The Louis A. Martinet Legal Society was created by Earl J. Amedee; Israel M. Augustine; Louis Berry; Lionel Collins; Robert F. Collins; Niles R. Douglas; Norman C. Francis; Benjamin J. Johnson; Alvin Jones; Vanue B. LaCour; Ernest N. Morial; Justice Revius Ortique, Jr.; J. T. Powell; James Smith; A. P. Tureaud; Freddie Warren and Lawrence Wheeler in 1957 to challenge racial injustice.
The Society is named in honor of an African-American pioneer in the legal profession, Louis André Martinet. Martinet was the first African-American graduate of Straight University Law School, now Dillard University, in 1876. He graduated law school after he passed the Louisiana Bar Examination a year earlier in 1875. In 1890, he helped organize the Comité des Citoyens (Citizens Committee) to offer legal resistance to the Separate Car Law of Louisiana. The Separate Car Law was passed by the Louisiana Legislature, requiring blacks and whites ride in separate coaches on all public transportation in the state. Martinet publicly denounced the Separate Car Law in the Daily Crusader and quickly mobilized African-American attorneys to combat the law. He was a key strategist in orchestrating Homer Adolph Plessy’s arrest for violating the Separate Car Act, an act that resulted in the landmark 1896 United States Supreme Court decision, Plessy vs. Ferguson, which established separate but equal as the law of the land. Because Martinet was not admitted to practice before the United States Supreme Court, he selected S.F. Phillips and A.W. Tourgee to serve as attorneys of record.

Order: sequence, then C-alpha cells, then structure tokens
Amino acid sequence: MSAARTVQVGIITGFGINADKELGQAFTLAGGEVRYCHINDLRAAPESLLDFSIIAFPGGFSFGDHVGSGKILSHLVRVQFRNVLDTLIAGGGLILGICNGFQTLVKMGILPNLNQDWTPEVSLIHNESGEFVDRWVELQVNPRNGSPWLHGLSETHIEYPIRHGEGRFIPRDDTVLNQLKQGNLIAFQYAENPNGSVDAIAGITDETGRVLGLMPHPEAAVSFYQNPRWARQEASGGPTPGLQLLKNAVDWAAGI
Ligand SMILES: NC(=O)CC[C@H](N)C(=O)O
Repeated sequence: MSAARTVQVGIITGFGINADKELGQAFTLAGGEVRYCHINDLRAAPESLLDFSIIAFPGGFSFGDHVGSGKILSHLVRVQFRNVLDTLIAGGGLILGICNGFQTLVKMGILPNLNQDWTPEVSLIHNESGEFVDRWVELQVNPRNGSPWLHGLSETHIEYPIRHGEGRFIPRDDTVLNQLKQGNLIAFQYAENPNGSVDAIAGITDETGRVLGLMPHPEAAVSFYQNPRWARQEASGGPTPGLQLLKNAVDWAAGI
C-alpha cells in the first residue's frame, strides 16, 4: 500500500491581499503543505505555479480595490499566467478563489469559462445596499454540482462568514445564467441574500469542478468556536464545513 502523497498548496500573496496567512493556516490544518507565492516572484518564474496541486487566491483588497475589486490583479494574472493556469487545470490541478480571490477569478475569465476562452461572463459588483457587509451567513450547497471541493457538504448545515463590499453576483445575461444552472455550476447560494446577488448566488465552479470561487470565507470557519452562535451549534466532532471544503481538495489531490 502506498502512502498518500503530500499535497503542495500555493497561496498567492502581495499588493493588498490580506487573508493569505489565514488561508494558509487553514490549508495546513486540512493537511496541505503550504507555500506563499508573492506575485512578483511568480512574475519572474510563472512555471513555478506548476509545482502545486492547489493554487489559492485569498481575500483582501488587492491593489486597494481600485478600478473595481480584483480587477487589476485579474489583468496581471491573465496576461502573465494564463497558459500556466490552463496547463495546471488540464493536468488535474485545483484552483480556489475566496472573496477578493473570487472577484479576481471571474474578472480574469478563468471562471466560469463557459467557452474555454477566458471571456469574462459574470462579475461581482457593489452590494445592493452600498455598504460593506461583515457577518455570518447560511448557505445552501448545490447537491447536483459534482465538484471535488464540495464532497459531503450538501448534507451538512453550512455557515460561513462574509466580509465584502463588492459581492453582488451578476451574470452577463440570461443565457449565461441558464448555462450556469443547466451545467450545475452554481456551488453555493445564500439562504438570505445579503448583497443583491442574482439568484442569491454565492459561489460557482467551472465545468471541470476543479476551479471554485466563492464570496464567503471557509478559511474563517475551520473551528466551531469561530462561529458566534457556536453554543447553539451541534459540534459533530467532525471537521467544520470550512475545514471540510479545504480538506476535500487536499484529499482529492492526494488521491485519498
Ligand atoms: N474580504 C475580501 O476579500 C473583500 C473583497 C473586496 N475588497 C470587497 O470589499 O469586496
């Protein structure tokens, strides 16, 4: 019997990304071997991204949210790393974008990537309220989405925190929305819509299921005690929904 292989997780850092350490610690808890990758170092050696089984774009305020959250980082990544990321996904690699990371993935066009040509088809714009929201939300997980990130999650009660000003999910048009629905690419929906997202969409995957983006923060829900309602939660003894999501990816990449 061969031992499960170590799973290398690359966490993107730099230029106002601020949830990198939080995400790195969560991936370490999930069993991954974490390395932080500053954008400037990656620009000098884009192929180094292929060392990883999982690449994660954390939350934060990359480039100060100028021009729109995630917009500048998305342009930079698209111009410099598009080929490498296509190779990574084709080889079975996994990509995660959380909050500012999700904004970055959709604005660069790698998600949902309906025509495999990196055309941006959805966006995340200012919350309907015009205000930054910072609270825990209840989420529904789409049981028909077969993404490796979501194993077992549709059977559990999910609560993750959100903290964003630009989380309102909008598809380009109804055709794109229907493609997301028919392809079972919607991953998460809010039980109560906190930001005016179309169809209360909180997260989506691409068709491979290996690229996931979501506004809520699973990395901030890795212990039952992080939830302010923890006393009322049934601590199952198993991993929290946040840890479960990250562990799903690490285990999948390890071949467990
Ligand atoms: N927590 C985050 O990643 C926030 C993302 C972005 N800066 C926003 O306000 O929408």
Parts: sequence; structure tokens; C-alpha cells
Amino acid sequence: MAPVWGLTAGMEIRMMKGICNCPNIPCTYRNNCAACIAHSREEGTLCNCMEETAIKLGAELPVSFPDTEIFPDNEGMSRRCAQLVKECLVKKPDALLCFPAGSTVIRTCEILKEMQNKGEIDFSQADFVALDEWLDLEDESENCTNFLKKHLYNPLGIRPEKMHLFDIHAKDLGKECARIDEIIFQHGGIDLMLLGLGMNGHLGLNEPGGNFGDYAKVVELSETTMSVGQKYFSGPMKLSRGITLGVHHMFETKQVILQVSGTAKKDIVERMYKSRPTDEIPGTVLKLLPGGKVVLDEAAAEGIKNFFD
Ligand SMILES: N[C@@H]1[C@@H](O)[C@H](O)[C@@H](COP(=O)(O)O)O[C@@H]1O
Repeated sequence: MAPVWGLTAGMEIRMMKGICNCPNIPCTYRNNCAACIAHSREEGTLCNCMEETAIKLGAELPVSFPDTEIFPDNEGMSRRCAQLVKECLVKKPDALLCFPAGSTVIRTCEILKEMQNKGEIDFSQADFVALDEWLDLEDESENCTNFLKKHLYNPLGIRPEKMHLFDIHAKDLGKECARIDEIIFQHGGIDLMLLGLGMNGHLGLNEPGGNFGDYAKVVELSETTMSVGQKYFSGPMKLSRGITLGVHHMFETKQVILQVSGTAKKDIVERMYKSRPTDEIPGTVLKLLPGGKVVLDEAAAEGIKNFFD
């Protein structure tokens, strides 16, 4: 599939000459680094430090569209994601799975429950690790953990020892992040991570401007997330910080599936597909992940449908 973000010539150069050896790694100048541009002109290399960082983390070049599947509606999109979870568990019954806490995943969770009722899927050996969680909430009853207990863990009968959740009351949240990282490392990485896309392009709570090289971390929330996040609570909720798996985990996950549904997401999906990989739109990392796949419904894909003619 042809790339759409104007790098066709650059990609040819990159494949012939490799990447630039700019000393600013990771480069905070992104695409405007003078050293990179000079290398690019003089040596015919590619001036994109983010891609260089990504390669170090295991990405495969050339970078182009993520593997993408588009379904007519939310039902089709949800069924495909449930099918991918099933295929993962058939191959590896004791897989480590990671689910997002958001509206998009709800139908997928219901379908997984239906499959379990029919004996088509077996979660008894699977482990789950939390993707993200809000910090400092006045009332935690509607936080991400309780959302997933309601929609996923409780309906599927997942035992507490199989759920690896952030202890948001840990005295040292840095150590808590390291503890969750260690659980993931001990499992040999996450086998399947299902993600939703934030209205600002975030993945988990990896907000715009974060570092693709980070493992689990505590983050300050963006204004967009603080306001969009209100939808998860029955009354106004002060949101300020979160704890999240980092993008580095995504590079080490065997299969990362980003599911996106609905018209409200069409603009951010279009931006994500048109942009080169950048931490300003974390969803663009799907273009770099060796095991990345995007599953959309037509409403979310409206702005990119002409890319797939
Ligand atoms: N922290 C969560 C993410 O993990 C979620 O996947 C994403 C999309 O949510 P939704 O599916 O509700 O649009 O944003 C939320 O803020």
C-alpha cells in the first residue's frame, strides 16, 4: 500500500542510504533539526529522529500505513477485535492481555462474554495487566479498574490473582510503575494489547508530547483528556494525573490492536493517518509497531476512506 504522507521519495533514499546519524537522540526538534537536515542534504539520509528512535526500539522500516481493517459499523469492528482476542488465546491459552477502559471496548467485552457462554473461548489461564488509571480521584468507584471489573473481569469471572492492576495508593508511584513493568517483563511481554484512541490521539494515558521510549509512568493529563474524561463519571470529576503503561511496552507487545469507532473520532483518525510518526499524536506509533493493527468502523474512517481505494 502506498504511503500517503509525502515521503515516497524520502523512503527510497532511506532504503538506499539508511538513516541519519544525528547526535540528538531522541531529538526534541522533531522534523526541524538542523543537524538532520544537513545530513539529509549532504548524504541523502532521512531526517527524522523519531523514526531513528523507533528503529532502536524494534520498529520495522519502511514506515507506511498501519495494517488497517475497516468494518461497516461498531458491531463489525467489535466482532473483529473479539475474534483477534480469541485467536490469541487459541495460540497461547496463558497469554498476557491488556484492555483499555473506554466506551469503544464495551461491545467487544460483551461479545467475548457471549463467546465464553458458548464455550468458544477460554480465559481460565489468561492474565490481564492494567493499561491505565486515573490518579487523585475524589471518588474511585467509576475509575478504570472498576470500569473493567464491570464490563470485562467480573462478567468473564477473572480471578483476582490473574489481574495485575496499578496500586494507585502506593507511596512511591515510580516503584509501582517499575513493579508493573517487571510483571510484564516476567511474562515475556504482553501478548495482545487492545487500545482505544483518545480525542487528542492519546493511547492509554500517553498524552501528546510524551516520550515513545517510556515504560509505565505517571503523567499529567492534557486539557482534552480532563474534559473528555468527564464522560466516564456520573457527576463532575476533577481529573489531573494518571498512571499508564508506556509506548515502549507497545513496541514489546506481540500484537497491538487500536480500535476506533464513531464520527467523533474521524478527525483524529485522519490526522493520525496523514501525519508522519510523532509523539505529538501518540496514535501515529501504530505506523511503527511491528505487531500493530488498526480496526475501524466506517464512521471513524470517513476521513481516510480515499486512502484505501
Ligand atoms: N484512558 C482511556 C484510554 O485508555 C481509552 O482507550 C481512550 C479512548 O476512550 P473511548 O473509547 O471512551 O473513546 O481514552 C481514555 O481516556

The Louis A. Martinet Legal Society Greater Baton Rouge chapter has members throughout the practice and on the bench. Our objectives are to encourage interchange of ideas, promote legal scholarship, advance the science of jurisprudence, promote the administration of justice, uphold the order and ethics of the courts and the profession of law and promote the welfare of the legal profession in Louisiana.